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The Impact of China's National Security Legislation
on Personal Freedoms (2014-2018)
Xi Jinping,National Security,Legislation relating to national security,Personal Freedoms,
|Publication Year :||2019|
Since Chinese leader Xi Jinping took office in 2012, he emphasized the need to 'achieve the Chinese dream of the great rejuvenation of the Chinese nation', as well as to 'improve the national security strategy and working mechanism, to be highly vigilant, and to resolutely guard against hostile forces that seek to engage in separatist, infiltration, and subversive activities so as to ensure national security'.
In 2014, the Central Committee of the Communist Party of China set up the National Security Commission (NSC). At the first meeting of the Central Committee, Xi first called for 'an overall national security concept', the implementation of a 'national security system with Chinese characteristics', and also sought to actively push for the strengthening and enacting of laws relating to national security. This demonstrates that the Chinese Communist Party, through its adjustment and fine-tuning of the national security concept, is implementing a national security system that is more holistic and beneficial to the leadership of the Communist Party of China, so that it may maintain its political power and grip.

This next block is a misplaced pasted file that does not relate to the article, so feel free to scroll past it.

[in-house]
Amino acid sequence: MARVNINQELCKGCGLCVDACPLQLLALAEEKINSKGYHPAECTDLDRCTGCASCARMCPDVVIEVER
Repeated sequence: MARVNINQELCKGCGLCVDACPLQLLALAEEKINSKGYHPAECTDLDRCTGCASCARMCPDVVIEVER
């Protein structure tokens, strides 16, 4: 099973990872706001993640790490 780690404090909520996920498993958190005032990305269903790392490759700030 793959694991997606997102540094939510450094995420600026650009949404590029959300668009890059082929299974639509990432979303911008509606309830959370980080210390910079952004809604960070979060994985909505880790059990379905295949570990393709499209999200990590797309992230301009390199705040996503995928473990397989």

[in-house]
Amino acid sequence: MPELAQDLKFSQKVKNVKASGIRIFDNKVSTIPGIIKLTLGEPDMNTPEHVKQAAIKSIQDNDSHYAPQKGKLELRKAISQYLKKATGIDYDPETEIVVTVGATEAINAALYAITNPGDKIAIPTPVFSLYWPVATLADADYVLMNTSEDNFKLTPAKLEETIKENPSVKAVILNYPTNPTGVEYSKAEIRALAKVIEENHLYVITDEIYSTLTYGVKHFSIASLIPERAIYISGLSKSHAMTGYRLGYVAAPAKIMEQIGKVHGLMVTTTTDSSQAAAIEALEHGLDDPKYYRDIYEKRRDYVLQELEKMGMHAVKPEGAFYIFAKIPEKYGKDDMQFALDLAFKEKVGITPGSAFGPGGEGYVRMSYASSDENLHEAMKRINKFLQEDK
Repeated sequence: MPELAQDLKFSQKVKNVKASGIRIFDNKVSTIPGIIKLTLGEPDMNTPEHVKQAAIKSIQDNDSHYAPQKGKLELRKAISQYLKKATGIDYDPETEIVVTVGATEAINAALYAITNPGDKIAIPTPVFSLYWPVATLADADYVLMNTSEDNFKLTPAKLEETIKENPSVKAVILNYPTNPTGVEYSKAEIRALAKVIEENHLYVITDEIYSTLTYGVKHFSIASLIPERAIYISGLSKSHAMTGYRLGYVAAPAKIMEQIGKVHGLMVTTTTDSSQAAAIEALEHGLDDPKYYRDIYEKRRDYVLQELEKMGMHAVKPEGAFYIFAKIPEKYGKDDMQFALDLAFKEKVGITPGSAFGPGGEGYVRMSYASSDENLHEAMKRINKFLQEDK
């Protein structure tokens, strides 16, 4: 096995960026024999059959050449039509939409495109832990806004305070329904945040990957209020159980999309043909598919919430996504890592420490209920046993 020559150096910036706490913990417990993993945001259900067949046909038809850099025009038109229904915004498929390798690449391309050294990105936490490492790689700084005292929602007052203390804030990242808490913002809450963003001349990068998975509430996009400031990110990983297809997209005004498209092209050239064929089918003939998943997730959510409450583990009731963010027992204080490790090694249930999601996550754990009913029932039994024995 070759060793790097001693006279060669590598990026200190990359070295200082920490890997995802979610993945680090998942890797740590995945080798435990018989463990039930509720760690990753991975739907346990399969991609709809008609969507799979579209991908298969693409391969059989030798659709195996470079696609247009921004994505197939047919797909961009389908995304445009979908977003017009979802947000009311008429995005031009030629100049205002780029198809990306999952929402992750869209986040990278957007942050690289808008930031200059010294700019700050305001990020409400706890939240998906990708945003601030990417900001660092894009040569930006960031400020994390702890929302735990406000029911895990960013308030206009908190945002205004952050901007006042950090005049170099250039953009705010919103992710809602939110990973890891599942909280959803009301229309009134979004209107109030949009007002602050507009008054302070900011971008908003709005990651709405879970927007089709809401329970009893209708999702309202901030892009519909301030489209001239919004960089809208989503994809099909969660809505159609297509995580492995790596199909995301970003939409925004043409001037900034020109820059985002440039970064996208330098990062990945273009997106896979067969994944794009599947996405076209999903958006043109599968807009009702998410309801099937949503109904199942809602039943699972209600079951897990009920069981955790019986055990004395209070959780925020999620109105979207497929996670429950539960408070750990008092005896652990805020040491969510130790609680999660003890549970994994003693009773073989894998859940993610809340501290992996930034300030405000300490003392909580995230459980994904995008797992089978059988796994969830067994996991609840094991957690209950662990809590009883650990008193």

This thesis mainly examines both the concepts of national security and human rights in China from the perspective of a constitutionally democratic country; at its core, this thesis observes the evolution of the national security concept with China's political security, along with changes in China's legislation relating to national security.
Focusing on the years from 2014 to 2018 of Xi's reign, this thesis examines the following legislations relating to national security: 'National Security Law of the People's Republic of China', 'Anti-Espionage Law of the People's Republic of China', 'Anti-Terrorism Law of the People's Republic of China', 'Law of the People's Republic of China on the Administration of Activities of Overseas Non-Governmental Organizations within the Territory of China', 'The Cybersecurity Law of the People's Republic of China', 'National Intelligence Law of the People's Republic' et al., and how such legislations which grant authority to various agencies such as the public security organs, the state security organs, procuratorates and the courts, have altered these agencies' powers which in turn affect citizens' rights and obligations.
Moreover, this thesis also analyzes certain representative cases where the Chinese Communist Party utilizes law enforcement agencies to restrict the personal freedoms of both Chinese and foreign individuals in the name of national security. Such case examples only highlight the stark discrepancies between China's legislations relating to national security when compared to international human rights conventions and universally-accepted societal values.
Finally, by comparing the evolution of legislations relating to national security in the United States and that of Taiwan, this thesis highlights the differences in national security objectives and legal systems between democratic countries and mainland China.
|Appears in Collections:||國家發展研究所|
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